Windows’ Blue Screen of Death (BSOD) is one of the saddest signature features of Microsoft’s widely used operating system. It’s been around for years. It’s the symbol of immense frustration and well-deserved anger. You’ve always despised the blue screen because its arrival meant something went wrong with the OS. It also might have indicated that you might have lost data. Or that you had to perform some sort of life-saving procedure, like reinstalling Windows in its entirety. Windows 10 corrected some of those issues, and the blue screens were much rarer. But those blue screen crashes weren’t entirely gone. Then Microsoft did the unthinkable with the Windows 11 release, killing the blue screen. But Microsoft only changed the color to black, keeping the functionality in place. The company has fixed this problem in an update that will soon be available for download.
Windows 11 Black Screen of Death
As much as you might hate the blue screen of death in Windows, the feature is still something that Microsoft very much needs. Even in Windows 11. The terrifying error message can help IT professionals, as well as Microsoft, diagnose software issues that crash the OS and fix them. It’s really the implementation that’s annoying at this point.
Changing the color from black to blue in Windows 11 made little sense when we first heard of it. It’s still an error message that will display text providing some information about the problem. At the same time, the system will collect data about the crash before the computer restarts.
The error prompt will still break whatever you were doing on your PC the moment the crash happened. If anything, the blue screen is better than black. That’s because you’ve grown accustomed to associating the color with a significant Windows problem.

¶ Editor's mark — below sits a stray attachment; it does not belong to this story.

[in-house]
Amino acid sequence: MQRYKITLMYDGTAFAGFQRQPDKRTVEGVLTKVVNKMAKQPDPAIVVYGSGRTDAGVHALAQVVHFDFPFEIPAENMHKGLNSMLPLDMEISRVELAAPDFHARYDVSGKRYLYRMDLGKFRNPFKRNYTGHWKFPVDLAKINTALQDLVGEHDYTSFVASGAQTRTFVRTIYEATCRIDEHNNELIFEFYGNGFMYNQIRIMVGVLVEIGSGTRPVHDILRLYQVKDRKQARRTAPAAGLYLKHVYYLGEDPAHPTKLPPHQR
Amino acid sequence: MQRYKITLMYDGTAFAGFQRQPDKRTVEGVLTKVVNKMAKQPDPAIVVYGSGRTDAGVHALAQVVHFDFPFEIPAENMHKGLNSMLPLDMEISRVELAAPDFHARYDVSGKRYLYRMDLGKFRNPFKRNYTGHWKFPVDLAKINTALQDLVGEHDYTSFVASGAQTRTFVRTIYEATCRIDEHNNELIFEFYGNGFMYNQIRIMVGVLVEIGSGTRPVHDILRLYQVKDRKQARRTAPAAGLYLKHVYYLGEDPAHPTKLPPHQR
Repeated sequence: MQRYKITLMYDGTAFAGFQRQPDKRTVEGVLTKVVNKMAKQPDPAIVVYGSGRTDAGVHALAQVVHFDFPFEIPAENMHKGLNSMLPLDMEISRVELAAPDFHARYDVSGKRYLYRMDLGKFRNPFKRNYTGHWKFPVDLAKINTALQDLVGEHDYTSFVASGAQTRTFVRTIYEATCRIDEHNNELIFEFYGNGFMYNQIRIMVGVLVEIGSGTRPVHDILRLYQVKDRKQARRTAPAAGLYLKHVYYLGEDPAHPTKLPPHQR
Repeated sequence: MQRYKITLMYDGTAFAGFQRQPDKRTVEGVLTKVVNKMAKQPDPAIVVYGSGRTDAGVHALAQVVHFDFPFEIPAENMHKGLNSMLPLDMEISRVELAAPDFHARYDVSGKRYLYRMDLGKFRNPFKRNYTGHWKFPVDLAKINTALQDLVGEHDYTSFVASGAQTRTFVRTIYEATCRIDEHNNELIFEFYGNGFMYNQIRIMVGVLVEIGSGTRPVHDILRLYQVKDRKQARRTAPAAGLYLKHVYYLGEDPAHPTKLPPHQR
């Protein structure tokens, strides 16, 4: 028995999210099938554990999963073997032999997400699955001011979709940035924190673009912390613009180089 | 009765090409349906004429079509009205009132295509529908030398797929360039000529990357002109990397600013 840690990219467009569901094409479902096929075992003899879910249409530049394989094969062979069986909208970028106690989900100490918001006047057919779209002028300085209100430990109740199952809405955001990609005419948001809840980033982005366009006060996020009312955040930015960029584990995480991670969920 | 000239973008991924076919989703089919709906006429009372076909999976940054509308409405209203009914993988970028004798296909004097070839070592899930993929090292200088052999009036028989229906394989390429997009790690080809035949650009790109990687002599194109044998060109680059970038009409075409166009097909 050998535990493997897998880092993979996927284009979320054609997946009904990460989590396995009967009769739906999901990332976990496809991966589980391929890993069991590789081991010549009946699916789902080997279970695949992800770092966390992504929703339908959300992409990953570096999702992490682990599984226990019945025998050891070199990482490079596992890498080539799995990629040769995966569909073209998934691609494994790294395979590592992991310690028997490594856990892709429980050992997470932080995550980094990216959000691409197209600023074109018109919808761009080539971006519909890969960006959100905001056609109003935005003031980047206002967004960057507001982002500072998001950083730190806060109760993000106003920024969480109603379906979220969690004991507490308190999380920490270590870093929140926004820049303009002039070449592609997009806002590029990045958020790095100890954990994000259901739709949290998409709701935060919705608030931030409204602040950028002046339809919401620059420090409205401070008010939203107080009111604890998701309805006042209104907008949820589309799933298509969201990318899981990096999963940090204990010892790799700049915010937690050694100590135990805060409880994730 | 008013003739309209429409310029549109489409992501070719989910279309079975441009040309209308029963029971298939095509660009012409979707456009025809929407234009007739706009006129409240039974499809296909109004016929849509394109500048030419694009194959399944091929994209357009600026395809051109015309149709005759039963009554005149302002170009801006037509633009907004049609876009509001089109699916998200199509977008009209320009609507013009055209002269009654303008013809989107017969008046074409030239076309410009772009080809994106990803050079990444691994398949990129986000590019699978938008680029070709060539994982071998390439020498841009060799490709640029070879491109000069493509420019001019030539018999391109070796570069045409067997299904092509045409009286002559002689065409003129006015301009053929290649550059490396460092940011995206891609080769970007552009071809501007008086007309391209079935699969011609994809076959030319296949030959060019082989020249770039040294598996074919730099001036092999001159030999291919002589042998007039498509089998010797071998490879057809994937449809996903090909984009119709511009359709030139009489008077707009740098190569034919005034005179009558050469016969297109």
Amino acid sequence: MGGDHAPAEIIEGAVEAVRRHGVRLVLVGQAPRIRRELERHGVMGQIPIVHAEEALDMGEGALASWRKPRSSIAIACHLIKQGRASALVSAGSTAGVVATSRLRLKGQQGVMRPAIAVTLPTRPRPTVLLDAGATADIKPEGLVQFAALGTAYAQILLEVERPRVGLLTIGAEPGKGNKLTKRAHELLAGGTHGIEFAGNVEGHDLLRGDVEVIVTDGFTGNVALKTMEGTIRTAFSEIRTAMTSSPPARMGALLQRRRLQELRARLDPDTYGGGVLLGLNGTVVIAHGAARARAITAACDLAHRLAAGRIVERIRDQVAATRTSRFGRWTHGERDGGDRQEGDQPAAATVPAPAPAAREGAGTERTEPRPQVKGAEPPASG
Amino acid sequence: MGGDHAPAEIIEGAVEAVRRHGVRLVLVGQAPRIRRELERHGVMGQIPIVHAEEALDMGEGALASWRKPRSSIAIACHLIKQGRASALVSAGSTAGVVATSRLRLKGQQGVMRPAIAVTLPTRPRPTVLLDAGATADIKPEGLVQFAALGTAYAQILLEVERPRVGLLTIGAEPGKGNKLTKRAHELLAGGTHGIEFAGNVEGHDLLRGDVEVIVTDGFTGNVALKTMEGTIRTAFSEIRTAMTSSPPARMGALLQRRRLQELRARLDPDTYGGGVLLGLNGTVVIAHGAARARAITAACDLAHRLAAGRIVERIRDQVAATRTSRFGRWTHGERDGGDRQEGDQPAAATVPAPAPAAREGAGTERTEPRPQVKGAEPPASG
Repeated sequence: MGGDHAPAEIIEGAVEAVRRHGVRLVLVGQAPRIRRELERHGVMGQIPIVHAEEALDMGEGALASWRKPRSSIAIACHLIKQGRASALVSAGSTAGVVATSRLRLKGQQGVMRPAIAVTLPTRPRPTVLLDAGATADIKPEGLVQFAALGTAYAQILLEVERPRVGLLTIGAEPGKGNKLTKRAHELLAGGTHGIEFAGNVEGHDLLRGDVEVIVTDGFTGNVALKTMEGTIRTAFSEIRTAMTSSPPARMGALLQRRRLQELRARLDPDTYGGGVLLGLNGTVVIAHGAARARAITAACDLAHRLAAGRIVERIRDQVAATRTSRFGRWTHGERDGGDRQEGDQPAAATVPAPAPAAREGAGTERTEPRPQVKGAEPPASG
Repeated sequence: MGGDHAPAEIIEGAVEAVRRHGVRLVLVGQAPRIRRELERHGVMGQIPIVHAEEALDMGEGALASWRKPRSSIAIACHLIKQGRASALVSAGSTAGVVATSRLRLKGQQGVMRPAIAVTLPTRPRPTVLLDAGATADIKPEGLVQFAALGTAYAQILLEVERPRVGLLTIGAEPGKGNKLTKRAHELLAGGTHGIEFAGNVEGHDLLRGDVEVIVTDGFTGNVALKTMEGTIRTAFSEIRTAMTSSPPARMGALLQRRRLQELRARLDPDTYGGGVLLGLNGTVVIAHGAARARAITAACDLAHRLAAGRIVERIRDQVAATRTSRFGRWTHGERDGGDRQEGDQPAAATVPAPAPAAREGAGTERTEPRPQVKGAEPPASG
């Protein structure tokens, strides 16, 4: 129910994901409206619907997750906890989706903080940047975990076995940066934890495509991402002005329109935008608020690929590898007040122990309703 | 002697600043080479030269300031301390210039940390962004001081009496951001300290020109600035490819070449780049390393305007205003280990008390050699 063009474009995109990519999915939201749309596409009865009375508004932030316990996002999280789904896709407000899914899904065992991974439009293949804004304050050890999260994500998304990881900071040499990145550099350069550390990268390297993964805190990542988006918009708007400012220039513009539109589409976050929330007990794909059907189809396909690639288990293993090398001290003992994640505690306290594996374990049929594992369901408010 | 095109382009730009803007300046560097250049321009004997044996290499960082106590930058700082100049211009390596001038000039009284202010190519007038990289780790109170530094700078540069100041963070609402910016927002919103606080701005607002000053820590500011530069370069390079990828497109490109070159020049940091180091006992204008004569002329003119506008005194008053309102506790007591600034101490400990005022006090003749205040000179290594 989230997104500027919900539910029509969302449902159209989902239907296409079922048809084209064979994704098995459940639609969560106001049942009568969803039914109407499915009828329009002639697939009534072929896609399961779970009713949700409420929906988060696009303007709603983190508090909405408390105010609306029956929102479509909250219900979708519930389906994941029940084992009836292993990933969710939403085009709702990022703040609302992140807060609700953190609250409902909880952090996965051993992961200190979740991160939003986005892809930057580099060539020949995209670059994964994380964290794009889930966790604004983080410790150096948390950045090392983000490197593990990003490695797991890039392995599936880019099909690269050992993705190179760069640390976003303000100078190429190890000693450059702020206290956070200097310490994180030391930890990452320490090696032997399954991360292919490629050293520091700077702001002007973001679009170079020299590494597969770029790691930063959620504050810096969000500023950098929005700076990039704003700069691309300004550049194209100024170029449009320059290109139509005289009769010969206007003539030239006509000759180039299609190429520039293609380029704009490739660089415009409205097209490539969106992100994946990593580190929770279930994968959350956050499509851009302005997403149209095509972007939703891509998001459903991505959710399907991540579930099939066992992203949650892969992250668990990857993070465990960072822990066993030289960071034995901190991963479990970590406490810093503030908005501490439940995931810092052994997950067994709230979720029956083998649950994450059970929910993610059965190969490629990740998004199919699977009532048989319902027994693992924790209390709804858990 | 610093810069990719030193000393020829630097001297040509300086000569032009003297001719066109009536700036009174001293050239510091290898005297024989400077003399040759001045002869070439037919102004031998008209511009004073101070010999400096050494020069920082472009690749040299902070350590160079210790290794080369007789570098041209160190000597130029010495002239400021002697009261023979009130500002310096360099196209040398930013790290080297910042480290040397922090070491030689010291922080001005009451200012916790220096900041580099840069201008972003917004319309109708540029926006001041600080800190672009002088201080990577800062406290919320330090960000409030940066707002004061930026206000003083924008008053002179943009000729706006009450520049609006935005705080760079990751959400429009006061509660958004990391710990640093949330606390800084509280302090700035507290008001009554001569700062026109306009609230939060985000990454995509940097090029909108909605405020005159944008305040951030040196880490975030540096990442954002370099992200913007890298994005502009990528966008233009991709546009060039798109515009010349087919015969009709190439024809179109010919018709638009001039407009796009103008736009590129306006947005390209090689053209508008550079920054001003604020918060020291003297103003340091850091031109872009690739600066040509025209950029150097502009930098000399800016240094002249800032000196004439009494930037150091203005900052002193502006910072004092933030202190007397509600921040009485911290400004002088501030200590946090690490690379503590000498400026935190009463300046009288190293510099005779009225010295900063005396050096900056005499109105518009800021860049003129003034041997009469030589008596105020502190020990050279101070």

The blue screen’s triumphant return
Just as it’s unclear why Microsoft went for black, we have no idea why blue is coming back to the error message in Windows 11. But Ars Technica points out that Microsoft is about to revert to blue via an imminent Windows 11 update download.
The update will fix several Windows 11 bugs, with Microsoft having pushed it to Beta and Release Preview Insider Channels a few days ago. That’s version 22000.346, which fixes various known issues with the operating system. The list includes a rendering issue for the new Taskbar and Start menu, Bluetooth audio volume control problems, issues with 32-bit apps, and printers.
These fixes are more important than the Black Screen of Death getting back to blue. But you’ll certainly notice (and appreciate) this one whenever Windows 11 crashes next. Hopefully, it’ll be a while until anything crashes your computer to the point where you’ll be treated to a blue screen.
You’ll first have to get the new OS release, however. Microsoft releasing it to the Release Preview channel means it could be a few days or weeks until you can download the Windows 111 update on your machine.